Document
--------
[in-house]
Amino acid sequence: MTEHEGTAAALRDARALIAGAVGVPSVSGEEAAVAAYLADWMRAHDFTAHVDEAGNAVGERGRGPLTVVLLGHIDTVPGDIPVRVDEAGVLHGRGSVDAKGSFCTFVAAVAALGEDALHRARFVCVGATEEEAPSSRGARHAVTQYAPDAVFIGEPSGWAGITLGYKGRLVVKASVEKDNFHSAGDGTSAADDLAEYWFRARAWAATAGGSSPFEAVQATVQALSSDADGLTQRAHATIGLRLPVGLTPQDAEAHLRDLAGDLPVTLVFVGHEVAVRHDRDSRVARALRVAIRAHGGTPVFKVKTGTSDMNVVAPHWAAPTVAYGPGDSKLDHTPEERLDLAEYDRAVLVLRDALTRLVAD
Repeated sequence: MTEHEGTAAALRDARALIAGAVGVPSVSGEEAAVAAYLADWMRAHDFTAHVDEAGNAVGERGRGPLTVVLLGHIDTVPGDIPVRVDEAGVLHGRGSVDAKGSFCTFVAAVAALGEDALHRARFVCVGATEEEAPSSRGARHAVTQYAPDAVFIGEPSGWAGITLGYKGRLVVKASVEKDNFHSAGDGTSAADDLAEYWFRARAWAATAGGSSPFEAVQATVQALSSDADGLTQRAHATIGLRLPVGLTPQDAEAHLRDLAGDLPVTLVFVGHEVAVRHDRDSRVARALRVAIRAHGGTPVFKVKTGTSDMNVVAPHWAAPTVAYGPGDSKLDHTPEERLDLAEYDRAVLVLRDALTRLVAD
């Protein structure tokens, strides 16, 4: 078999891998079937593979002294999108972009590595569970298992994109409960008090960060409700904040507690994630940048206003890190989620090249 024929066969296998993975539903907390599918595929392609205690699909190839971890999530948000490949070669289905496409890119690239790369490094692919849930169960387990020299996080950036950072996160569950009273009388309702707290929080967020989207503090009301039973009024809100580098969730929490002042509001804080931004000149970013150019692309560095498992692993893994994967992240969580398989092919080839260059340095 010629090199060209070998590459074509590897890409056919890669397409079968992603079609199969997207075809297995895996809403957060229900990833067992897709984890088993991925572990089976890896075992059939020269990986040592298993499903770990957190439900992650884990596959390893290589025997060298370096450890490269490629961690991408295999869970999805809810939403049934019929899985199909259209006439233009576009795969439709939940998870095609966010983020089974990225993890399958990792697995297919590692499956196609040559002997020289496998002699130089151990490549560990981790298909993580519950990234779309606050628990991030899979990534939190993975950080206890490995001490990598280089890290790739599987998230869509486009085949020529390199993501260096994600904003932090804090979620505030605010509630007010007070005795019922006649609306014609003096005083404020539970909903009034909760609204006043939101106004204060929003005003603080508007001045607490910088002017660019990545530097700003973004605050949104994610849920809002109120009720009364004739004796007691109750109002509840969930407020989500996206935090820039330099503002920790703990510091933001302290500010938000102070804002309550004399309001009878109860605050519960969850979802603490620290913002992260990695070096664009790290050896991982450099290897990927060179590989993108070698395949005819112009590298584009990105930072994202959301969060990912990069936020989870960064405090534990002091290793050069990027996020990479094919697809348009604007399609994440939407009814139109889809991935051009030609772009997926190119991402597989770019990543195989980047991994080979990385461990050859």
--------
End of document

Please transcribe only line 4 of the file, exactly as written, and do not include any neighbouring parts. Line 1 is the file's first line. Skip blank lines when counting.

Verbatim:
């Protein structure tokens, strides 16, 4: 078999891998079937593979002294999108972009590595569970298992994109409960008090960060409700904040507690994630940048206003890190989620090249 024929066969296998993975539903907390599918595929392609205690699909190839971890999530948000490949070669289905496409890119690239790369490094692919849930169960387990020299996080950036950072996160569950009273009388309702707290929080967020989207503090009301039973009024809100580098969730929490002042509001804080931004000149970013150019692309560095498992692993893994994967992240969580398989092919080839260059340095 010629090199060209070998590459074509590897890409056919890669397409079968992603079609199969997207075809297995895996809403957060229900990833067992897709984890088993991925572990089976890896075992059939020269990986040592298993499903770990957190439900992650884990596959390893290589025997060298370096450890490269490629961690991408295999869970999805809810939403049934019929899985199909259209006439233009576009795969439709939940998870095609966010983020089974990225993890399958990792697995297919590692499956196609040559002997020289496998002699130089151990490549560990981790298909993580519950990234779309606050628990991030899979990534939190993975950080206890490995001490990598280089890290790739599987998230869509486009085949020529390199993501260096994600904003932090804090979620505030605010509630007010007070005795019922006649609306014609003096005083404020539970909903009034909760609204006043939101106004204060929003005003603080508007001045607490910088002017660019990545530097700003973004605050949104994610849920809002109120009720009364004739004796007691109750109002509840969930407020989500996206935090820039330099503002920790703990510091933001302290500010938000102070804002309550004399309001009878109860605050519960969850979802603490620290913002992260990695070096664009790290050896991982450099290897990927060179590989993108070698395949005819112009590298584009990105930072994202959301969060990912990069936020989870960064405090534990002091290793050069990027996020990479094919697809348009604007399609994440939407009814139109889809991935051009030609772009997926190119991402597989770019990543195989980047991994080979990385461990050859």